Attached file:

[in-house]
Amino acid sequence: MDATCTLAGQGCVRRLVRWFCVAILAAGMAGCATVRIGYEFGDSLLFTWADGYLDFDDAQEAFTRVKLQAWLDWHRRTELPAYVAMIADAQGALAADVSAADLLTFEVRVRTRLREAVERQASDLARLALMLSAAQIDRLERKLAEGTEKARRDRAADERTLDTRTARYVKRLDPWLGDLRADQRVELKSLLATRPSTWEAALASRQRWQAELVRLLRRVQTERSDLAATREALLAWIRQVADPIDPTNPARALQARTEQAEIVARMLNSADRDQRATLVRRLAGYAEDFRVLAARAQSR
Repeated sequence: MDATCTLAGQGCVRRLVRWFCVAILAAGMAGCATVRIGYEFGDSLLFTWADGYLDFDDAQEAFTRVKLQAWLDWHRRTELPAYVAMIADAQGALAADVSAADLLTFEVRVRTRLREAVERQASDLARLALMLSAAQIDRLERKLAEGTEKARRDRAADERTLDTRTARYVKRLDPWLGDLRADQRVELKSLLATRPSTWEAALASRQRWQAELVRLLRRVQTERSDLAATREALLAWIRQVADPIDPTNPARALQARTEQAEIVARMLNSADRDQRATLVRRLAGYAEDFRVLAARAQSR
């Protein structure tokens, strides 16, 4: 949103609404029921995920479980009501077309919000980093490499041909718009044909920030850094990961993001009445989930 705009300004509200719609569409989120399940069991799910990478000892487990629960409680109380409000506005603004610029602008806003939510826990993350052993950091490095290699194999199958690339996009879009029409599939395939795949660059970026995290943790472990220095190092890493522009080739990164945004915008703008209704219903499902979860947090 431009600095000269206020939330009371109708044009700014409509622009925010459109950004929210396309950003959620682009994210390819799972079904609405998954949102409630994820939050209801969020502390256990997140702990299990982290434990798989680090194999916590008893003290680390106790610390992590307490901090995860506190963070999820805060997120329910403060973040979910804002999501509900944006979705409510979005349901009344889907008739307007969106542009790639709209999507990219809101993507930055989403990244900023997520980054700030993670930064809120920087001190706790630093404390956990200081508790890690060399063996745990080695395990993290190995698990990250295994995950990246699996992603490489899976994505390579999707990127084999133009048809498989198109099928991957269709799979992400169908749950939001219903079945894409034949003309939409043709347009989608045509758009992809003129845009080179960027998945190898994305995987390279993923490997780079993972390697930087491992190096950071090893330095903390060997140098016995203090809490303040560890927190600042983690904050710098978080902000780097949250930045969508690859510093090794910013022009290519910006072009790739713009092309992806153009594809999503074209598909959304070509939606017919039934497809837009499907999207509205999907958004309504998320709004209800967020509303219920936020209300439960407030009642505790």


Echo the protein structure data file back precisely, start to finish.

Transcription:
[in-house]
Amino acid sequence: MDATCTLAGQGCVRRLVRWFCVAILAAGMAGCATVRIGYEFGDSLLFTWADGYLDFDDAQEAFTRVKLQAWLDWHRRTELPAYVAMIADAQGALAADVSAADLLTFEVRVRTRLREAVERQASDLARLALMLSAAQIDRLERKLAEGTEKARRDRAADERTLDTRTARYVKRLDPWLGDLRADQRVELKSLLATRPSTWEAALASRQRWQAELVRLLRRVQTERSDLAATREALLAWIRQVADPIDPTNPARALQARTEQAEIVARMLNSADRDQRATLVRRLAGYAEDFRVLAARAQSR
Repeated sequence: MDATCTLAGQGCVRRLVRWFCVAILAAGMAGCATVRIGYEFGDSLLFTWADGYLDFDDAQEAFTRVKLQAWLDWHRRTELPAYVAMIADAQGALAADVSAADLLTFEVRVRTRLREAVERQASDLARLALMLSAAQIDRLERKLAEGTEKARRDRAADERTLDTRTARYVKRLDPWLGDLRADQRVELKSLLATRPSTWEAALASRQRWQAELVRLLRRVQTERSDLAATREALLAWIRQVADPIDPTNPARALQARTEQAEIVARMLNSADRDQRATLVRRLAGYAEDFRVLAARAQSR
């Protein structure tokens, strides 16, 4: 949103609404029921995920479980009501077309919000980093490499041909718009044909920030850094990961993001009445989930 705009300004509200719609569409989120399940069991799910990478000892487990629960409680109380409000506005603004610029602008806003939510826990993350052993950091490095290699194999199958690339996009879009029409599939395939795949660059970026995290943790472990220095190092890493522009080739990164945004915008703008209704219903499902979860947090 431009600095000269206020939330009371109708044009700014409509622009925010459109950004929210396309950003959620682009994210390819799972079904609405998954949102409630994820939050209801969020502390256990997140702990299990982290434990798989680090194999916590008893003290680390106790610390992590307490901090995860506190963070999820805060997120329910403060973040979910804002999501509900944006979705409510979005349901009344889907008739307007969106542009790639709209999507990219809101993507930055989403990244900023997520980054700030993670930064809120920087001190706790630093404390956990200081508790890690060399063996745990080695395990993290190995698990990250295994995950990246699996992603490489899976994505390579999707990127084999133009048809498989198109099928991957269709799979992400169908749950939001219903079945894409034949003309939409043709347009989608045509758009992809003129845009080179960027998945190898994305995987390279993923490997780079993972390697930087491992190096950071090893330095903390060997140098016995203090809490303040560890927190600042983690904050710098978080902000780097949250930045969508690859510093090794910013022009290519910006072009790739713009092309992806153009594809999503074209598909959304070509939606017919039934497809837009499907999207509205999907958004309504998320709004209800967020509303219920936020209300439960407030009642505790």